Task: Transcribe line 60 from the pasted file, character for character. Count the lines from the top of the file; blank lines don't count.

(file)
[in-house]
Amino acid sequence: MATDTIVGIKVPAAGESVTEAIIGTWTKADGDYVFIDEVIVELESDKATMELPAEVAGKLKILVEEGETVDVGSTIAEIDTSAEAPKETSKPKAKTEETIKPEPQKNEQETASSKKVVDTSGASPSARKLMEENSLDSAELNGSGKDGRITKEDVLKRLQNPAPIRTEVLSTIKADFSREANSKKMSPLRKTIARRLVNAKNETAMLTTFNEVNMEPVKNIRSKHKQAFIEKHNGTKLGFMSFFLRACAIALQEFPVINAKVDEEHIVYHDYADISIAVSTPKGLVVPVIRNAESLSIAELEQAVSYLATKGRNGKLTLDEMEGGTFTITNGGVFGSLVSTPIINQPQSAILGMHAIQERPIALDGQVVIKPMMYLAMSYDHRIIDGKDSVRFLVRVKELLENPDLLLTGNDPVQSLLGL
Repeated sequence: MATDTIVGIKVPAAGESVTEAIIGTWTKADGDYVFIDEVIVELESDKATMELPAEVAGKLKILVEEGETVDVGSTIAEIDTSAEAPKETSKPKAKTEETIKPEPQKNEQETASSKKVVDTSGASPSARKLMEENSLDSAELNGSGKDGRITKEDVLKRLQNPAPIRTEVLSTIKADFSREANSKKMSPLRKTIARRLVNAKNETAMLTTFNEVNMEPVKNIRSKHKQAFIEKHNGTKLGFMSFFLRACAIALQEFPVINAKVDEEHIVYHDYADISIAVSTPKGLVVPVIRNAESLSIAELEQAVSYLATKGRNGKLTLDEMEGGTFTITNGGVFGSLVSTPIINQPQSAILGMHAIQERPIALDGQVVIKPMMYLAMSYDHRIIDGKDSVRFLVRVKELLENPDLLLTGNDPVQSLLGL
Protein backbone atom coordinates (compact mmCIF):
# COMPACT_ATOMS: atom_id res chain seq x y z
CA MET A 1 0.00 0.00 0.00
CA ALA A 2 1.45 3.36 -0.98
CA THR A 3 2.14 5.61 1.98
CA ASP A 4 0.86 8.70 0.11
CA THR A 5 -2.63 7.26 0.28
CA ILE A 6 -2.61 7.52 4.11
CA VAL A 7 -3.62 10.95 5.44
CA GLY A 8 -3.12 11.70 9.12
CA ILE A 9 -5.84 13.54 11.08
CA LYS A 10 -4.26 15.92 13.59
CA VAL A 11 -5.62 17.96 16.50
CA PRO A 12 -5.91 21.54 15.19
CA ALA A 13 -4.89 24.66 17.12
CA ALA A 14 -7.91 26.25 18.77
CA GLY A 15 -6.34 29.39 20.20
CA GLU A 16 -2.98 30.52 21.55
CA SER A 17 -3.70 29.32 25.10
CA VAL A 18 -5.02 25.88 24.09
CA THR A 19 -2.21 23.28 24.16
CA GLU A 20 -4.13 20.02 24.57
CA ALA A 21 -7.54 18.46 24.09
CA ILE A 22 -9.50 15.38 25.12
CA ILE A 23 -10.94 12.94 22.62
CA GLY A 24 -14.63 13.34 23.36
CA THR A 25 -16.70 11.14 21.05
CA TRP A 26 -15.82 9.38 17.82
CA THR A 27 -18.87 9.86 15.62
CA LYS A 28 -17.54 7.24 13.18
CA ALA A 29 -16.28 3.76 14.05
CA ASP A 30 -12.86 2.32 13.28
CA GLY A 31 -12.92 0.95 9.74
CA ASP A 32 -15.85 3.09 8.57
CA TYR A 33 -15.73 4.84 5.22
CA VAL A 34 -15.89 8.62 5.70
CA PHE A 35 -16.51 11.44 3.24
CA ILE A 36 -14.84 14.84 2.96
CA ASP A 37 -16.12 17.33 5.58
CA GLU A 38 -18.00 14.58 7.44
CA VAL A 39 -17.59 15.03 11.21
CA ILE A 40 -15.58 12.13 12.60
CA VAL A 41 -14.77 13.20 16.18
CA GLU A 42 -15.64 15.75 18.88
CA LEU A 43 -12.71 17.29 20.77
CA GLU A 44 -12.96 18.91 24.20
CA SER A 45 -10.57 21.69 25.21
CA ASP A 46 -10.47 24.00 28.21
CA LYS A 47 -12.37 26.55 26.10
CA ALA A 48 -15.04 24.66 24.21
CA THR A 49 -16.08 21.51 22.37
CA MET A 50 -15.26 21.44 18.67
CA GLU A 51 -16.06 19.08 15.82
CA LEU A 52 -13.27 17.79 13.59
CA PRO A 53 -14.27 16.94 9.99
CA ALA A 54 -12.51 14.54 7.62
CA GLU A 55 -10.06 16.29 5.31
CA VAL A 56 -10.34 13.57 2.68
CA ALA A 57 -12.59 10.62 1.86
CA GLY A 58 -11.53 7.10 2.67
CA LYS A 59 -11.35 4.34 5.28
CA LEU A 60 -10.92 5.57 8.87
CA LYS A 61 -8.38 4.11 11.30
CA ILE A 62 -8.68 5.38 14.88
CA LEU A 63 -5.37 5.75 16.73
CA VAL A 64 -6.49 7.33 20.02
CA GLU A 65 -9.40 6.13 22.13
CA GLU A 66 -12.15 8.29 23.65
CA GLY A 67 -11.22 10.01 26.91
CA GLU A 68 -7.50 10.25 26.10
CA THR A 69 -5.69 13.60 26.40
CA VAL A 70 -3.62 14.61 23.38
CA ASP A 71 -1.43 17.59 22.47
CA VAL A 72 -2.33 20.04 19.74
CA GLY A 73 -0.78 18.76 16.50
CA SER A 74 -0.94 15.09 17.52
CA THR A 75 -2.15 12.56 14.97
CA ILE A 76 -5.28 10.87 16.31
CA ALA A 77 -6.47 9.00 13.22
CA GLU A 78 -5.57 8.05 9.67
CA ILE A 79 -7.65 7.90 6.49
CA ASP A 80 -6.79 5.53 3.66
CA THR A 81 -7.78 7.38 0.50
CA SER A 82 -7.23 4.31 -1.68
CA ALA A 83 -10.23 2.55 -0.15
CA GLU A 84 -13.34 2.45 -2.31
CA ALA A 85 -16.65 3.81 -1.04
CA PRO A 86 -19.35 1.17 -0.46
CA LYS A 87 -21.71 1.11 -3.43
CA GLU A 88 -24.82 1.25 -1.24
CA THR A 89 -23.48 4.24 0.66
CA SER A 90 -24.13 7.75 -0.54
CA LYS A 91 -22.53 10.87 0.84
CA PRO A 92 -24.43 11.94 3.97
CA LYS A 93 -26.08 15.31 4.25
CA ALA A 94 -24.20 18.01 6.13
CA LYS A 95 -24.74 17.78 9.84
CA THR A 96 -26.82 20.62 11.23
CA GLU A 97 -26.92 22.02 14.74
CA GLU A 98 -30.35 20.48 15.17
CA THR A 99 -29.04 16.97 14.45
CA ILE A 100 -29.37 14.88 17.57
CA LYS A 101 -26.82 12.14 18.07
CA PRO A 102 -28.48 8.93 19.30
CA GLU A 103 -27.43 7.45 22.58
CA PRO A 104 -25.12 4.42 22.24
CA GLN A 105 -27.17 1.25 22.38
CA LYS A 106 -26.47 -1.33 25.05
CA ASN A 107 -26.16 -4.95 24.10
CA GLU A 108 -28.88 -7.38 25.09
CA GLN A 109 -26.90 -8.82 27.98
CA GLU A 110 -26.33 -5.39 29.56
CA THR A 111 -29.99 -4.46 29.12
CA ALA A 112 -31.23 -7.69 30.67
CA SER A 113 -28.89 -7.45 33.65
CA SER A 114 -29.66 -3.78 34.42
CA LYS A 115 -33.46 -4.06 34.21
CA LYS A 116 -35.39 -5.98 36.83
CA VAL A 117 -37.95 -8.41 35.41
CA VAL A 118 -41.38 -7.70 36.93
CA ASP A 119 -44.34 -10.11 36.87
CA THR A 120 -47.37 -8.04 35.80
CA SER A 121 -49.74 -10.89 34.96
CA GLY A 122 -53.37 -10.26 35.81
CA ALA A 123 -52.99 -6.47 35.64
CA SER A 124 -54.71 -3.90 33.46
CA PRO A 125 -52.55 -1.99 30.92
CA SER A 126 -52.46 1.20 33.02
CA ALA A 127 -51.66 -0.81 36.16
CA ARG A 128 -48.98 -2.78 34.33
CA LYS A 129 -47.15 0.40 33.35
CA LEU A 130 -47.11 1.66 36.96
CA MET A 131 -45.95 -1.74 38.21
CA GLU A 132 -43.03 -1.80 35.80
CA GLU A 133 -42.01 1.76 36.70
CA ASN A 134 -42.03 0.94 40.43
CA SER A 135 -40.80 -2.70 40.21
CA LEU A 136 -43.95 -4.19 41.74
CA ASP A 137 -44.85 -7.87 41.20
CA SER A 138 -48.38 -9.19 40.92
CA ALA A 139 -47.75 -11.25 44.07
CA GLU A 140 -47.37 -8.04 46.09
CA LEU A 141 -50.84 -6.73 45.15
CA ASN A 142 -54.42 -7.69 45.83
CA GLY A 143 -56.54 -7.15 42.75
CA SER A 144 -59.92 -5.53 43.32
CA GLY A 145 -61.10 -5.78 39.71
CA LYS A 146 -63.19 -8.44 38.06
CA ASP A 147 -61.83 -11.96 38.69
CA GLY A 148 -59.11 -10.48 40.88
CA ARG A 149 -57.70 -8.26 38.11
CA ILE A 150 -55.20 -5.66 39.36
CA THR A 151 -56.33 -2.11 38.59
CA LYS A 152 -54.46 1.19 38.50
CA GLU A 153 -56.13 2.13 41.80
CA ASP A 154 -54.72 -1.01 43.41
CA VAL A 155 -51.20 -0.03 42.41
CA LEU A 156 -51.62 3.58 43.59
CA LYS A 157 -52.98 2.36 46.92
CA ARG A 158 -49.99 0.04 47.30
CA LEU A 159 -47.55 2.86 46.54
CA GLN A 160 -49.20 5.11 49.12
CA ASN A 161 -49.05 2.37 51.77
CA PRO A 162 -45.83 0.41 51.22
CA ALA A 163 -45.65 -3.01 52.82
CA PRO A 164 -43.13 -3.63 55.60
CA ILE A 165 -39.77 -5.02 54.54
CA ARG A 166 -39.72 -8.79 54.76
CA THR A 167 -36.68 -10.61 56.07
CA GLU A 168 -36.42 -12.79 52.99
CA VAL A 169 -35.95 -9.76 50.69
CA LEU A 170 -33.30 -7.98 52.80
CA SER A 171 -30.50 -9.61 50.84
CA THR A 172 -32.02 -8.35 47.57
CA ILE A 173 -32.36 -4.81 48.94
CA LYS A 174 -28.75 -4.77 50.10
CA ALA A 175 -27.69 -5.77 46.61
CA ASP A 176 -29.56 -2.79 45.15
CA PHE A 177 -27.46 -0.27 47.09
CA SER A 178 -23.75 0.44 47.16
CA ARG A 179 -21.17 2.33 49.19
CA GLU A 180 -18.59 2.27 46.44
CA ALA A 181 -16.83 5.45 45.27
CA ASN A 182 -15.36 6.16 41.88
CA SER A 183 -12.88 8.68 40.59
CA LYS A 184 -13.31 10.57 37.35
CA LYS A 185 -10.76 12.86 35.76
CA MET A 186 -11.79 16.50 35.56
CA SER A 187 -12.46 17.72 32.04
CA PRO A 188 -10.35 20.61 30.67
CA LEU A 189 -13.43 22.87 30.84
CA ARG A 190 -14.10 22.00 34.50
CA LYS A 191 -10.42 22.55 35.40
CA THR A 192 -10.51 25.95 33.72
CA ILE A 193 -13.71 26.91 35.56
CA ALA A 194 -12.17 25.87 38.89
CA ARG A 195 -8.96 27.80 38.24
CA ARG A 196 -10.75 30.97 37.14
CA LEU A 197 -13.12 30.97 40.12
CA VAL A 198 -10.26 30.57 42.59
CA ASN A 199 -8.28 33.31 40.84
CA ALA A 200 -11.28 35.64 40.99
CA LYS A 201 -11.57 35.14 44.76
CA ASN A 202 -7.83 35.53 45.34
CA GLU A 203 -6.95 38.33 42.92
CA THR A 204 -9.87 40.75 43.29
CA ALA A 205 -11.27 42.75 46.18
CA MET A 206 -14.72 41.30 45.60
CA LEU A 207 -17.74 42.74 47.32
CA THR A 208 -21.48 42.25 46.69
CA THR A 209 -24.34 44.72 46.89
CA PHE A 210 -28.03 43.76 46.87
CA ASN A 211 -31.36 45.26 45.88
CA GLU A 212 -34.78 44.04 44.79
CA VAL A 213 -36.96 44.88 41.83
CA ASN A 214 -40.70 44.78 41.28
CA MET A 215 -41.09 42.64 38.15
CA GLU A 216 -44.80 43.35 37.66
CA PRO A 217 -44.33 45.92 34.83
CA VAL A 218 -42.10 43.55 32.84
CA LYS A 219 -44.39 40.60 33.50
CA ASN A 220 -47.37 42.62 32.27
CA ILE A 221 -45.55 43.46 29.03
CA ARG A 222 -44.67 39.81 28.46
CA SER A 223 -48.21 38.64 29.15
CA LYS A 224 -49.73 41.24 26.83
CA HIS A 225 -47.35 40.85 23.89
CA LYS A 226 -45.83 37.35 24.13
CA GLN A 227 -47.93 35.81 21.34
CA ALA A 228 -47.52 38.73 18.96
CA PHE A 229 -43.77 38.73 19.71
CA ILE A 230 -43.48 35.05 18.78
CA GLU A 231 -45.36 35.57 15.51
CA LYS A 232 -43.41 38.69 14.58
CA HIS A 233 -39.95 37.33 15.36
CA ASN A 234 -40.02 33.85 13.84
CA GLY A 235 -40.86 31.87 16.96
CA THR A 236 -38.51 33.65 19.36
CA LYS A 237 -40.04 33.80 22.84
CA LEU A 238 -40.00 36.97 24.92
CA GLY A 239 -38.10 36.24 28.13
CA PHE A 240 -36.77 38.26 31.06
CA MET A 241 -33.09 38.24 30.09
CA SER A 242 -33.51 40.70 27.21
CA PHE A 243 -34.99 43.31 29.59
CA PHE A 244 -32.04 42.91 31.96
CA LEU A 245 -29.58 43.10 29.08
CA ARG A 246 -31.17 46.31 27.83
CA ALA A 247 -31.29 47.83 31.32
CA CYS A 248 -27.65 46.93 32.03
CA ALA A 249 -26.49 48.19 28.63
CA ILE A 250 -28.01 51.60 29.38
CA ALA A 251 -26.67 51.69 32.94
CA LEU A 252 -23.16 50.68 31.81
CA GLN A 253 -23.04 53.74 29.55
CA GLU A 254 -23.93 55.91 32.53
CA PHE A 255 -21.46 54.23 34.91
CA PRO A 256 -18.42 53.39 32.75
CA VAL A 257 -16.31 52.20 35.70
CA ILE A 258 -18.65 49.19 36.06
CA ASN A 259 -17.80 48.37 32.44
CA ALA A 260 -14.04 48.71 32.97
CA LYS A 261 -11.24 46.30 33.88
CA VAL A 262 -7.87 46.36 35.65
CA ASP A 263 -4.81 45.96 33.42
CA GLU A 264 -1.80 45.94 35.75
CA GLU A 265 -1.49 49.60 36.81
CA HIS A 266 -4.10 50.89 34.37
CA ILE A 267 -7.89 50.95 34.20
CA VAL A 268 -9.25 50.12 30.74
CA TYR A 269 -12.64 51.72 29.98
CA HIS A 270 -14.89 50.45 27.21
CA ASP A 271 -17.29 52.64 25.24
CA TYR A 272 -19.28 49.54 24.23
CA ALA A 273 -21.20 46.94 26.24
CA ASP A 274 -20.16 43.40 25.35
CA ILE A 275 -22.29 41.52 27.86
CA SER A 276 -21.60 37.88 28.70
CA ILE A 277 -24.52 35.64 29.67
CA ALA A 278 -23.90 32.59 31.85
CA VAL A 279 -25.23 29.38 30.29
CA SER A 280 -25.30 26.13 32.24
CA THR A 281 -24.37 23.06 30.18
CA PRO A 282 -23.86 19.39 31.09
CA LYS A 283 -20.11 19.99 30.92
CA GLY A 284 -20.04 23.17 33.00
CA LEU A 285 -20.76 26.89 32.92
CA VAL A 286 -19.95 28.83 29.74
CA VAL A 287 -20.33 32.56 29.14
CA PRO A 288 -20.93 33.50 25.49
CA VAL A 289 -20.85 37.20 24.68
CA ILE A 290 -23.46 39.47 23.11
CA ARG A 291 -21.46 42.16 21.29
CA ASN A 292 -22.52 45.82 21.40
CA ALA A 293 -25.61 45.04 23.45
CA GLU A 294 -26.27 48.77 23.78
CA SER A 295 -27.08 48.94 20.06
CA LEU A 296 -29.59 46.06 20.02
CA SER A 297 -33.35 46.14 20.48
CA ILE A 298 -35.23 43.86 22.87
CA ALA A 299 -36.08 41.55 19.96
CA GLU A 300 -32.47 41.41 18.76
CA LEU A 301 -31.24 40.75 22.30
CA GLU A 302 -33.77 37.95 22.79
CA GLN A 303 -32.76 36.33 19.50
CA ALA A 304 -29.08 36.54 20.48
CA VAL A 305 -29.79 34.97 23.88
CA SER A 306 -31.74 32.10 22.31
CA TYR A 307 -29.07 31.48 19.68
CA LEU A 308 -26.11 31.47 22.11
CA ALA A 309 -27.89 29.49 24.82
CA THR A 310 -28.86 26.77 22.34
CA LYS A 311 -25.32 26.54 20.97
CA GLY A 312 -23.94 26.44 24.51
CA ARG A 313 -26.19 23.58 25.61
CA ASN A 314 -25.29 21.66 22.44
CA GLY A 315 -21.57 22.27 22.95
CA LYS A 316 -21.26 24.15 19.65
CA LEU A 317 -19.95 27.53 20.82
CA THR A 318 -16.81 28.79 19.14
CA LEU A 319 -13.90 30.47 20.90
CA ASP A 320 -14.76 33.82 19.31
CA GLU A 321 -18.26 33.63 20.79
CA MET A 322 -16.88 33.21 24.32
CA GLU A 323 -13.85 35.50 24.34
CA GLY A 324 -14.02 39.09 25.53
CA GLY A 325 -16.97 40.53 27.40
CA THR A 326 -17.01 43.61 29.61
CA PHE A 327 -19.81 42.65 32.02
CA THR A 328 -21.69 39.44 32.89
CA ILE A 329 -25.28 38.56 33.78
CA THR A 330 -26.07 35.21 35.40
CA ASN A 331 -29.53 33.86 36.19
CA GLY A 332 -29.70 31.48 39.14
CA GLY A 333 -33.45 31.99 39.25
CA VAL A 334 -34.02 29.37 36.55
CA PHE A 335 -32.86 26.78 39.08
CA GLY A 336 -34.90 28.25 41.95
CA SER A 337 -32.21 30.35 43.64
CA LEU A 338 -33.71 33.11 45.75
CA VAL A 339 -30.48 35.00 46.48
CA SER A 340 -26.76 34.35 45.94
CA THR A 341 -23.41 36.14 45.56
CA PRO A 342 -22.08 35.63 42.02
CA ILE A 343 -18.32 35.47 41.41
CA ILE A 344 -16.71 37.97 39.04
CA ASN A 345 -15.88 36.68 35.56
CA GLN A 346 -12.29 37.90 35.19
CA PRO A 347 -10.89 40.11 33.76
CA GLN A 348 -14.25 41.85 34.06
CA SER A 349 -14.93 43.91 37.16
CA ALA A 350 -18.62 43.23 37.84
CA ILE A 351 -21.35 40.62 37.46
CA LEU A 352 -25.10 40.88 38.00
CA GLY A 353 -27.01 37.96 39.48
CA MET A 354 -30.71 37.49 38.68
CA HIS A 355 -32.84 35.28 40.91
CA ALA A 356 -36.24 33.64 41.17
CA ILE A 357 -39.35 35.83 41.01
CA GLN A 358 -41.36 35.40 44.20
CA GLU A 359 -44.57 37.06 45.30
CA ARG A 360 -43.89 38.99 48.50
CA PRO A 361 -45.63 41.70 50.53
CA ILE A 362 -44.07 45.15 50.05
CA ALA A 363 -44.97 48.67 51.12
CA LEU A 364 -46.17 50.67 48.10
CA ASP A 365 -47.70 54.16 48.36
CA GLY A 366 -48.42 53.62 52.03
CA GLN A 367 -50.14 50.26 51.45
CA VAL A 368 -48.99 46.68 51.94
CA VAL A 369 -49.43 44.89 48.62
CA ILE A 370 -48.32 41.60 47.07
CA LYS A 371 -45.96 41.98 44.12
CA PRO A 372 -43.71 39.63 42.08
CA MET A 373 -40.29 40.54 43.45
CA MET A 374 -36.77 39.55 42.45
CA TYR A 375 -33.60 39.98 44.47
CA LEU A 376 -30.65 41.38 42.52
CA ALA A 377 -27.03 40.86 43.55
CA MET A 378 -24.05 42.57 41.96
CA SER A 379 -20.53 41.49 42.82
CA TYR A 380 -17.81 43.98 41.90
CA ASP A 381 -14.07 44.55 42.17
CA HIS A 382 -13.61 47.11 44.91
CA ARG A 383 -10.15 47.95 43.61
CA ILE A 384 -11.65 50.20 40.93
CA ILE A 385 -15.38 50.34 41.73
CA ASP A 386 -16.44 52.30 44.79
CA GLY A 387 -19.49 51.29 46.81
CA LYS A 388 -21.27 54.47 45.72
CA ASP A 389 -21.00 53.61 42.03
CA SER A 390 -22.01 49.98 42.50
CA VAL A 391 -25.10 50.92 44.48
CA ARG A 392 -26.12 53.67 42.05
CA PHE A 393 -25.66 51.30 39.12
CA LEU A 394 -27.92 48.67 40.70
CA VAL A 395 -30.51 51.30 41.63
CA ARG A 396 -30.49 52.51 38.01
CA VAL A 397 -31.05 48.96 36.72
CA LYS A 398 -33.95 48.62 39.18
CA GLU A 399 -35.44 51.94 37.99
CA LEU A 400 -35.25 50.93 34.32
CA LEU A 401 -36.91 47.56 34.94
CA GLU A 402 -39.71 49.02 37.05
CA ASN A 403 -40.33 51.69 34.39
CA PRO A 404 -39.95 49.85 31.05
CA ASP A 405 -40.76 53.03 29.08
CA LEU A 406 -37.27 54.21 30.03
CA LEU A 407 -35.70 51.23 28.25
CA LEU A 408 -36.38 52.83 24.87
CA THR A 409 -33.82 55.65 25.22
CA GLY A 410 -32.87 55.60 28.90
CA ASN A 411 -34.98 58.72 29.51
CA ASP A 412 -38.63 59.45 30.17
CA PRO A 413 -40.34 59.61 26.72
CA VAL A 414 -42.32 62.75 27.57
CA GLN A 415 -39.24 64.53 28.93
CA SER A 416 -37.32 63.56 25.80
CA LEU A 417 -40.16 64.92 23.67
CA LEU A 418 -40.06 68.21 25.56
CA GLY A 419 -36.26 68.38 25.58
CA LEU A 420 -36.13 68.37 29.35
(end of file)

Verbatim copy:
CA GLU A 55 -10.06 16.29 5.31